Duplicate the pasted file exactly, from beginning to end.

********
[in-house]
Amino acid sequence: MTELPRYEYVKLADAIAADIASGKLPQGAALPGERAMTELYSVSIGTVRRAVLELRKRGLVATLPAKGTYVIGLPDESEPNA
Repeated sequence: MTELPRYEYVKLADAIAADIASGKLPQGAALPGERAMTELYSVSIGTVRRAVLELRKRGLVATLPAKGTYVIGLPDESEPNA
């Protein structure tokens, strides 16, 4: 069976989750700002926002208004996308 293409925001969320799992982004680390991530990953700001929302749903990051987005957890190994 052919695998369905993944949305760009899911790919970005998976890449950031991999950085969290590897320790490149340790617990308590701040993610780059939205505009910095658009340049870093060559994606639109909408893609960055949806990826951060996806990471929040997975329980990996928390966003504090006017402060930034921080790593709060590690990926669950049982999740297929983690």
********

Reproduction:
[in-house]
Amino acid sequence: MTELPRYEYVKLADAIAADIASGKLPQGAALPGERAMTELYSVSIGTVRRAVLELRKRGLVATLPAKGTYVIGLPDESEPNA
Repeated sequence: MTELPRYEYVKLADAIAADIASGKLPQGAALPGERAMTELYSVSIGTVRRAVLELRKRGLVATLPAKGTYVIGLPDESEPNA
């Protein structure tokens, strides 16, 4: 069976989750700002926002208004996308 293409925001969320799992982004680390991530990953700001929302749903990051987005957890190994 052919695998369905993944949305760009899911790919970005998976890449950031991999950085969290590897320790490149340790617990308590701040993610780059939205505009910095658009340049870093060559994606639109909408893609960055949806990826951060996806990471929040997975329980990996928390966003504090006017402060930034921080790593709060590690990926669950049982999740297929983690």